Friday, 3 April 1992 Washington, DC
1. SUMMARIES OF THE ASTEROID DETECTION AND INTERCEPTION
were released this week by NASA, after reports of
the bizarre Los Alamos interception meeting (WN 13 Mar 92) appeared in the press. The
sanitized summary of the Los Alamos meeting concludes that if a
large object heads for Earth, we should spot it decades before it
gets here, leaving plenty of time to prepare a defense. In the
meantime, the summary calls for robotic missions to characterize
near-Earth objects. Ironically, after years of planning, NASA
chose this year to kill the Comet Rendezvous and Asteroid Flyby
mission. CRAF was sacrificed to fund Space Station Freedom.
2. NOT TO WORRY! SDI IS PLANNING ITS OWN ASTEROID FLYBY
A 1994 visit to Geographos will be piggybacked on a Lunar mapping
mission, the objective of which is to provide long-duration tests
of lightweight sensor technology planned for brilliant pebbles.
The fortuitous passage of Geographos offers SDI an opportunity to
demonstrate an ability to acquire, track and flyby a cold target.
3. PENTAGON DROPS INVESTIGATION OF PATRIOT INTERCEPTOR
The Patriot became a symbol of American technological prowess in
the Gulf War, creating a surge of enthusiasm for ground-based
ballistic missile defenses. The Patriot initially was claimed to
have intercepted 96% of the Scud missiles that were engaged. Then
the revisions began coming in. Ground damage reports in Israel
actually went up after the Patriots arrived, apparently as a
result of Patriots hitting the ground. The success rate finally
hit zero in a careful analysis by MIT physicist Ted Postol. After
Postol went on the MacNeil-Lehrer News Hour interpreting video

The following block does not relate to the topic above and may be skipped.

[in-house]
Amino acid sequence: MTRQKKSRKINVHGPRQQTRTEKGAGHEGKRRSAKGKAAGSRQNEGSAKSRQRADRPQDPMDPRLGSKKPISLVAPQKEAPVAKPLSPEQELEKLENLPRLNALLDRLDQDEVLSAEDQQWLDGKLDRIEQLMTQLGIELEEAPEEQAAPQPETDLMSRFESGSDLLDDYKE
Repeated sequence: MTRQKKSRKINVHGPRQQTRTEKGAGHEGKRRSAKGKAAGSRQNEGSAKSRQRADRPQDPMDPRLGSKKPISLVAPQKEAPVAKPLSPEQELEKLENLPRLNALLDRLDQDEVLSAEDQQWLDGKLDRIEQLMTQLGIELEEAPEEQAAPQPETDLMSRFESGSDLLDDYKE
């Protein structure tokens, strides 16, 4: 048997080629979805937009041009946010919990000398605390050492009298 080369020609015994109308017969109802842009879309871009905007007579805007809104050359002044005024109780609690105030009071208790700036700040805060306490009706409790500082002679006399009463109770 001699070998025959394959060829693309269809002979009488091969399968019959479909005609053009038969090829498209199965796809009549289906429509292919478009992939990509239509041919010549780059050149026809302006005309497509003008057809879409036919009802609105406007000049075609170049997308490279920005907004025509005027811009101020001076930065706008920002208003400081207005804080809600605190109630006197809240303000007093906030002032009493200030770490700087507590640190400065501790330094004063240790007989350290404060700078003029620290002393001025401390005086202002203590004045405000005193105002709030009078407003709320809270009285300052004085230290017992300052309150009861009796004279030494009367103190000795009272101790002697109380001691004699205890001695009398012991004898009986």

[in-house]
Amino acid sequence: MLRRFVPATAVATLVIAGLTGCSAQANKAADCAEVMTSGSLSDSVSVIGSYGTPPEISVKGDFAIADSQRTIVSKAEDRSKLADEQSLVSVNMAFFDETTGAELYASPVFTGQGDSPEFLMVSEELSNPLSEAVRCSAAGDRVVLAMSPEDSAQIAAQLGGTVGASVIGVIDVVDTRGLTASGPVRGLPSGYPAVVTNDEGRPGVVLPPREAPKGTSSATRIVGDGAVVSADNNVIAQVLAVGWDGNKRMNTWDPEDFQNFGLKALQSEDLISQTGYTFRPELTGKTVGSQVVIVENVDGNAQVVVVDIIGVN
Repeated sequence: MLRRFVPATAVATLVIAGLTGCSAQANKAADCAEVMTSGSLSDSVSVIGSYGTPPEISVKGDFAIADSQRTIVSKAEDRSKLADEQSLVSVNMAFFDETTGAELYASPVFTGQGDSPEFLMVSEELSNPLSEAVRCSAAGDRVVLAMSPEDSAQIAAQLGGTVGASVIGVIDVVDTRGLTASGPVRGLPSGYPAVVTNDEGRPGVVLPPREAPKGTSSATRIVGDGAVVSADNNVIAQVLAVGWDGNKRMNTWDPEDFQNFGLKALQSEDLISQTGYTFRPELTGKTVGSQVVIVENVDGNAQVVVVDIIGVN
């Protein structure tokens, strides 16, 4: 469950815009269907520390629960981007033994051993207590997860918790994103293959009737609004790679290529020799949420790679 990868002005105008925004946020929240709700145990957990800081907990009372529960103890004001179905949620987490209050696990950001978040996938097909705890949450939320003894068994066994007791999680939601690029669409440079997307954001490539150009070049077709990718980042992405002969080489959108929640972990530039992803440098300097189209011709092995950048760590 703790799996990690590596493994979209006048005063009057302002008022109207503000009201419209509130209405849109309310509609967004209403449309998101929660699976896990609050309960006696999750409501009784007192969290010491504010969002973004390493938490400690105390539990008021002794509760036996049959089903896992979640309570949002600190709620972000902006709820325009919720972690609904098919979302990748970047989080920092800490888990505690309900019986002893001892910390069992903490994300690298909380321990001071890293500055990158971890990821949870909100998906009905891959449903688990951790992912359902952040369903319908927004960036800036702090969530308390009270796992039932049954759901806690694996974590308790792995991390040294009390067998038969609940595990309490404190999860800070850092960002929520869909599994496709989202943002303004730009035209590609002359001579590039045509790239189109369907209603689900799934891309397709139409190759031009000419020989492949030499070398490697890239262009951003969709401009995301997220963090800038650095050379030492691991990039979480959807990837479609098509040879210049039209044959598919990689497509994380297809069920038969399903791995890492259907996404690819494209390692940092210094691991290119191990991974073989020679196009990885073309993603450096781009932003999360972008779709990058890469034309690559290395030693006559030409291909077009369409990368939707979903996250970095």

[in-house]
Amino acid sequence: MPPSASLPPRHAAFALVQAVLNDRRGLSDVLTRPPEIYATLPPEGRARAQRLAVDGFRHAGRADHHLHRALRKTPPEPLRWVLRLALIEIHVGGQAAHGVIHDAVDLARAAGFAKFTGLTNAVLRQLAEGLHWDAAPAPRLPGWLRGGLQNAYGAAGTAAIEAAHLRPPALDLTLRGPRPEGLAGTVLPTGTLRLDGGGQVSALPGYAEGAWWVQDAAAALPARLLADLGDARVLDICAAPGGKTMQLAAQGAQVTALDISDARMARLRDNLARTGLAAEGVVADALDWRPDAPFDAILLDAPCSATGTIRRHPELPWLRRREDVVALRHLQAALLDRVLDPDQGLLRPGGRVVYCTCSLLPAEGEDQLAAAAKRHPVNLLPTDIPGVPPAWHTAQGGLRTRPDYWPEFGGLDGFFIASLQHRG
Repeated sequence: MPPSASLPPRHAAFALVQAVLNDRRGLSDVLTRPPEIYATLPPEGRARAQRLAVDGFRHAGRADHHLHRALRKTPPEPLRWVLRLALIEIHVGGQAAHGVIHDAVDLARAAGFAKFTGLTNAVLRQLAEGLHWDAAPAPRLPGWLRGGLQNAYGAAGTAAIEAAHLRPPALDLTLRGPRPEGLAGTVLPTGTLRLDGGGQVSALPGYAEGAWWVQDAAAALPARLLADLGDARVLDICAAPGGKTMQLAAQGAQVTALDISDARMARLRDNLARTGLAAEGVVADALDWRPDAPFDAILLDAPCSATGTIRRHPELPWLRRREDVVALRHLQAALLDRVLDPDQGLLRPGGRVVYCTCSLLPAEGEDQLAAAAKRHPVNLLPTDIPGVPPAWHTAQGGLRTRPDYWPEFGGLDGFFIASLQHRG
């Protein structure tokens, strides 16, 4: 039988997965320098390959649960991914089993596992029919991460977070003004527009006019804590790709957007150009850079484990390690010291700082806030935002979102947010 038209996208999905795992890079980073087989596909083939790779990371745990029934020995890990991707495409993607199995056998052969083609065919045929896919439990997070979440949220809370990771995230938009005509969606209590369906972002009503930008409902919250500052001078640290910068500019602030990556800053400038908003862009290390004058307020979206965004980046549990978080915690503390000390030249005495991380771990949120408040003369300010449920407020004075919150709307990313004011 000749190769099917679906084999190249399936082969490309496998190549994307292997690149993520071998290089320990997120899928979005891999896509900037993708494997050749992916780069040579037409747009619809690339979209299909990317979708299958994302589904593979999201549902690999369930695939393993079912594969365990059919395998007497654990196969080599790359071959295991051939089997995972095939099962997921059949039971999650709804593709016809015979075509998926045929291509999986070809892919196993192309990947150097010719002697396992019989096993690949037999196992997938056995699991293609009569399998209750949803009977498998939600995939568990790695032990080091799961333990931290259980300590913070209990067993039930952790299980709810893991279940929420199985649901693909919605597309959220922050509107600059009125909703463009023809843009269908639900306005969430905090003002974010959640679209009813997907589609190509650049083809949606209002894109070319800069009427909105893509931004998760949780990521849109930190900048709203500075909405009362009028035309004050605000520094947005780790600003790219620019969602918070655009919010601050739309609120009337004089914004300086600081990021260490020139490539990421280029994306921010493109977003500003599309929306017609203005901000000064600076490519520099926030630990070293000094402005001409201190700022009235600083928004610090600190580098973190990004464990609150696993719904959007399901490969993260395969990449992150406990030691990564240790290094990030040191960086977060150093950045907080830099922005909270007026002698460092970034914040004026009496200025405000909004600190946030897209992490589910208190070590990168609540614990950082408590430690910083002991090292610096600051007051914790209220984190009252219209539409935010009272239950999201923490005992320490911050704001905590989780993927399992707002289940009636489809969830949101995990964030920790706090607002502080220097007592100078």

tapes of supposed interceptions, the Pentagon announced Postol
was being investigated for revealing secret information. It's a
new twist; the usual claim is that critics don't have the facts.
4. BIG PROBLEM FOR BIG SCIENCE: THE "FIRE WALL" REMAINS IN
On Tuesday, the House voted to retain the ban on
transfers from defense to domestic spending programs. Even if
Congress had voted to remove the wall, President Bush promised a
veto, and 35 Repub-lican Senators vowed to sustain him--one more
than needed. The fire wall was meant to force any peace dividend
to be applied to deficit reduction; Republicans and conservative
Democrats seem determined to keep it that way. But skeptics
argue that the wall won't result in savings; the money will just
be spent on unneeded defense programs. Big programs such as
space station and SSC are thought to be most vulnerable, but
small science may suffer too.
5. SHOULD NSF REDIRECT FUNDS TO UNDERGRADUATE SCIENCE
which now gets 7% of NSF's budget? The President
of tiny Grinnell College took issue with a panel of research
university heads, all of whom argued against cutting research.
"We all march to a different drummer," she said at a House
hearing, "but you guys call the tune. To improve teaching, put
more money into it."